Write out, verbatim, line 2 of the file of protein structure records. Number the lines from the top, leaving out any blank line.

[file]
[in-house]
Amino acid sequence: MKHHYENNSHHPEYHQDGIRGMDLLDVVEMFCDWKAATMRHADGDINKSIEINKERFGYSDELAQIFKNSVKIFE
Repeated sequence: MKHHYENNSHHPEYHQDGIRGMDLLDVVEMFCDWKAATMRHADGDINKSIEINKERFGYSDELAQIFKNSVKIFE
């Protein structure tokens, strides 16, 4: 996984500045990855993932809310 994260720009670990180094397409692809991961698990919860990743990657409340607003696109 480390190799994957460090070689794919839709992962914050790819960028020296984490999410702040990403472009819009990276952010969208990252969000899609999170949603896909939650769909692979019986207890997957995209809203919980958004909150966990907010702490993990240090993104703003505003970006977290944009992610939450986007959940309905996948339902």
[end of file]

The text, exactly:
Amino acid sequence: MKHHYENNSHHPEYHQDGIRGMDLLDVVEMFCDWKAATMRHADGDINKSIEINKERFGYSDELAQIFKNSVKIFE